A lot of advice about passwords is aimed at getting normal people to make easy steps to make their passwords better, not perfectly uncrackable.
Complex passwords don't work for lay users and most of them aren't going to switch to password managers. So getting people to make small steps, like not reusing the same password and making it more than one word and a number, does make a big difference to users' security.
If that password was hashed with a single pass of vanilla MD5, the Jeremi Gonsey's cluster of 8 Nvidia GTX 1080i GPUs  would be running at 307,200,000,000 hashes per second.
In order to exhaust half of the keyspace, so odds would be in the favor of the password cracker finding the original hash, they would need to search only 140,737,488,355,328 hashes.
At 307.2 gigahashes per second, this would take approximately 458 seconds, or just under 8 hours using the Niceware list.
However, jumping to 4 random words grows that time by a factor of 65,536, which means reaching 50% exhaustion would take approximately 1 full year. Moving to 5 randomly generated Niceware words, and it's impractical to attempt cracking the MD5 hash.
Cherry-picking 3 words is a little dishonest for the discussion surrounding password security. The right "best answer" for password generation is to use a password manager, no argument there. And I don't know of any password generators that generate passphrases by default, Niceware, Diceware, or otherwise.
But if a user wants a passphrase instead, I don't know of a security expert who would recommend 3 words.
If you're writing out a string of letters and characters, that's not going to be random either. The only way to generate a random password is to use a device that gives you random numbers. If you're relying on your working vocabulary and picking passphrases out of thin air, then your 12 character letters, numbers, and symbols isn't going to very good either, because you're not good at choosing things randomly and picking letters out of thin air won't be any better than words.
This entire article could be rewritten as one sentence: "Use a program or a dictionary/dice to generate your >4 word passphrase."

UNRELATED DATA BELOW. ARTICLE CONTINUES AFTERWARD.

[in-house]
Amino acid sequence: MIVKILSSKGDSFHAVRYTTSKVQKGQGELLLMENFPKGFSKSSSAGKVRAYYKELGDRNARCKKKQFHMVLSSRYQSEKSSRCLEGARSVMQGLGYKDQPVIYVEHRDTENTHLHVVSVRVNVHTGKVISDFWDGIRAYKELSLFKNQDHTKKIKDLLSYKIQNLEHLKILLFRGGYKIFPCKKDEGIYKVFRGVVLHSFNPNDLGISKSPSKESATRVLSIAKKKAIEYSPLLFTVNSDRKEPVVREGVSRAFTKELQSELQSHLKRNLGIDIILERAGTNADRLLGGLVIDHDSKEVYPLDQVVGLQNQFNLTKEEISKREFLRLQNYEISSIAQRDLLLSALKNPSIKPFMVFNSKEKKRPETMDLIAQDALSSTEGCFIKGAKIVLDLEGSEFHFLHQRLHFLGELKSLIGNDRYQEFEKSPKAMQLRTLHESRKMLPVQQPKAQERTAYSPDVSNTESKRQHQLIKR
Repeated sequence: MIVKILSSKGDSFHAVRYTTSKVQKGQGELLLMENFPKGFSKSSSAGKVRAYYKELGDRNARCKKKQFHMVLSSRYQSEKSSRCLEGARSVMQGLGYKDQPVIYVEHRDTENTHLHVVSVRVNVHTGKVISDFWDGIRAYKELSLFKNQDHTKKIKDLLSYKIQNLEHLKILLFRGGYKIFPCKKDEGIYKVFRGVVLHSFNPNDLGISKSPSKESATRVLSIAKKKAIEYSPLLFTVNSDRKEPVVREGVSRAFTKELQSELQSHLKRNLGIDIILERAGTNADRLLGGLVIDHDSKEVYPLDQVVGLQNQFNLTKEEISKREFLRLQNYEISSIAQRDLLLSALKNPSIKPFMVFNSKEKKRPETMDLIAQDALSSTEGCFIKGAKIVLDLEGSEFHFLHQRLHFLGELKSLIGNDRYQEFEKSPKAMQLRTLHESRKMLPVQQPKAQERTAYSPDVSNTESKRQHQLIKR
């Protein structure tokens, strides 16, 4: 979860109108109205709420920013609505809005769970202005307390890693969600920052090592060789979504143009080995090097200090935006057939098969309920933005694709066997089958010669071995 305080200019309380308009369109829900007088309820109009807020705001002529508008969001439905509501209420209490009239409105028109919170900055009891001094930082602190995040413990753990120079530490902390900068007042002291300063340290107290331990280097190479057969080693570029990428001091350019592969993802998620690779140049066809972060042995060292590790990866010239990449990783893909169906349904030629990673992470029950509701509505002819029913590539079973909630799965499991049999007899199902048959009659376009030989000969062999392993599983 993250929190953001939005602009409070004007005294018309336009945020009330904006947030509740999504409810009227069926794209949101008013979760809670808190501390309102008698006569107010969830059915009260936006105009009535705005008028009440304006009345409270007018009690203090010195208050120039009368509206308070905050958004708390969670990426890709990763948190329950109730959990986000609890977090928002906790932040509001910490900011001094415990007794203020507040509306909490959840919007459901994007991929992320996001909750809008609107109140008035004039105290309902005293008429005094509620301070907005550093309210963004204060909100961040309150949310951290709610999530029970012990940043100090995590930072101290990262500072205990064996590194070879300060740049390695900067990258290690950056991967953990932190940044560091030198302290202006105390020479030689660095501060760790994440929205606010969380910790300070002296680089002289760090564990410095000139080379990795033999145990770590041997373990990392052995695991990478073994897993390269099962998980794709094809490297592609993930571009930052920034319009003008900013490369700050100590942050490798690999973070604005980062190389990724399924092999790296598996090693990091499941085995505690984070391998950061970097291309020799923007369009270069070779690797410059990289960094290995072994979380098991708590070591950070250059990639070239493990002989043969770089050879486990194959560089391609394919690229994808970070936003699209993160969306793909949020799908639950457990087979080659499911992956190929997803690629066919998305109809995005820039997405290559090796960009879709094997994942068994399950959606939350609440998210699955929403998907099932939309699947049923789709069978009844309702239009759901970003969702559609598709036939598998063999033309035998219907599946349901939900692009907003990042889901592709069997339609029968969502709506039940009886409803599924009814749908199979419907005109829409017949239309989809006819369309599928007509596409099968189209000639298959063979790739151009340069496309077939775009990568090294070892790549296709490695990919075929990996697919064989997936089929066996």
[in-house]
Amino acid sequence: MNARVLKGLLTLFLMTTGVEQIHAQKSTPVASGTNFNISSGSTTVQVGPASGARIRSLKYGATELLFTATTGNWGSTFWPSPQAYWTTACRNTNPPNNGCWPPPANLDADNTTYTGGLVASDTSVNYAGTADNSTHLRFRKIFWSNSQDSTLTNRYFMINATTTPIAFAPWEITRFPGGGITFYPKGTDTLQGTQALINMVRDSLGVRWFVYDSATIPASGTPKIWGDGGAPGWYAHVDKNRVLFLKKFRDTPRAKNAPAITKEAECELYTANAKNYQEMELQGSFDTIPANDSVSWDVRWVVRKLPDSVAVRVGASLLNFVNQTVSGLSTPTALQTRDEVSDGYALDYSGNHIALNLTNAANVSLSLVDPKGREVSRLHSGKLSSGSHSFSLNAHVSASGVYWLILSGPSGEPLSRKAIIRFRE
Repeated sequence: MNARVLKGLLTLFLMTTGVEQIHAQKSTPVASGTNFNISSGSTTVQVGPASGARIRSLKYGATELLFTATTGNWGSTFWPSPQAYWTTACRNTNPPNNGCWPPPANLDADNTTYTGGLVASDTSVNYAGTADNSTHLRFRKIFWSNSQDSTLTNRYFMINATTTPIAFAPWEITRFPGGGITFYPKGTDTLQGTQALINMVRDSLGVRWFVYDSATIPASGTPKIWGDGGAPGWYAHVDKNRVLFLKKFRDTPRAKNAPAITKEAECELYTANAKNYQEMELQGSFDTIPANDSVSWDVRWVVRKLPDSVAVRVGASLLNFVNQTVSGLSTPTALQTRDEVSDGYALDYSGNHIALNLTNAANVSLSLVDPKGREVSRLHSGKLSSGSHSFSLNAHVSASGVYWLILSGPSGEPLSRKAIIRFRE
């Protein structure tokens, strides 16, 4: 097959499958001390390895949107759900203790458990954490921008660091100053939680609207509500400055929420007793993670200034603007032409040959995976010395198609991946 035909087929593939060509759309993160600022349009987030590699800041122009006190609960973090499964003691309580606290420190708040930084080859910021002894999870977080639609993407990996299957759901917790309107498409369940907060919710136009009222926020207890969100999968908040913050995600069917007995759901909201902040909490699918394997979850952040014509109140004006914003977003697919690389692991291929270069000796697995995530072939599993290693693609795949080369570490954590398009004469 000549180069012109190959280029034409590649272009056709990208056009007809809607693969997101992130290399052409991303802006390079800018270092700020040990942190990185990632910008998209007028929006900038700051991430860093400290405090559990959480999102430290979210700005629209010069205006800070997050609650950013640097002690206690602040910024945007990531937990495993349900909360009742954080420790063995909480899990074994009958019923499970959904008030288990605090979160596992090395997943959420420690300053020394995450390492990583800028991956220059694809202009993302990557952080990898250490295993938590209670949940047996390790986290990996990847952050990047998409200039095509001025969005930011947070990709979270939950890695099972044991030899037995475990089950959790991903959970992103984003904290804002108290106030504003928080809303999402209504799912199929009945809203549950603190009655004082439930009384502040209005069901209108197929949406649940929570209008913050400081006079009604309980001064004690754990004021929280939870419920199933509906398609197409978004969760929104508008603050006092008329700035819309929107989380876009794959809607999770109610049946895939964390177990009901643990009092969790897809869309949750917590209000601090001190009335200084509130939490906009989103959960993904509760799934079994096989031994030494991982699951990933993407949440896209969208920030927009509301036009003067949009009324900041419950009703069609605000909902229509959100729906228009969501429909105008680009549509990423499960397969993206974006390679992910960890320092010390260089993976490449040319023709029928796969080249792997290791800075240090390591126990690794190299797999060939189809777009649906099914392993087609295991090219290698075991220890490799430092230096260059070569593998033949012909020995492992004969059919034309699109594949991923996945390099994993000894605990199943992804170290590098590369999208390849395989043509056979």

eggscellent frantillion scrofulon
Ok. I'm skewing to the letter 'L' - but they don't have to know that.
I have always thought of "3 random words" as a starting point for randomizing a password not literal advice to follow.
When I need a secure password that's easy to remember I'll obfuscate the initials of a memorable passphrase from a joke, poem, song or book. My password manager is offline (remember the LastPass hack?) so I need to read from it once and type it in.
Update: I remembered this old article that describes some of the techniques that have been used to crack passwords, including 133t-character replacement:
A cracker can try all the word combinations below a certain depth, then try all the passwords below a certain depth. Then increase the search space a bit for each, as long as they want.
Where sym is 0-1 symbols or numbers, and comma indicates concatenation.
If you use 5+symbols you’re probably creating enough entropy, but you’re veering into hard to type, might as well just use gibberish territory.
* word sym
* sym word
* word word sym
* word sym word
* sym word word
* word word word sym
* word word sym word
* word sym word word
* sym word word word
And then what about 2 symbols? Or separating words with spaces, or dashes, or underscores, or nothing? How many schemas are we up to by now? At what point is there no value to trying all of these, and just running the brute force lookup?
Ultimately, even a schema like "sym? word sym? word sym? word sym? word sym?" is useless. They'll have to use brute force, and that means the difficulty of cracking your password is back to being based on the length.
1: try lists of known stupid passwords
2: test for random words
3: brute force all character combinations
there should be a few more steps available, but just to give an idea.
if your password is from category 1, you'll drop first, and only of it is a sufficiently long password from category 3, or a longer version of category 2 will keep you safe.
one more things: a password with 8 random characters, and a password with 8 random words are equally easy to remember. because it's 8 items.
8 random words are longer to type, but much harder to crack than 8 random characters.
I must have read online for 2 solid years about how much better/safer and secure Password Managers are before I finally switched to one.
After switching though, the CONVENIENCE of a password manager is the most undersold part of it.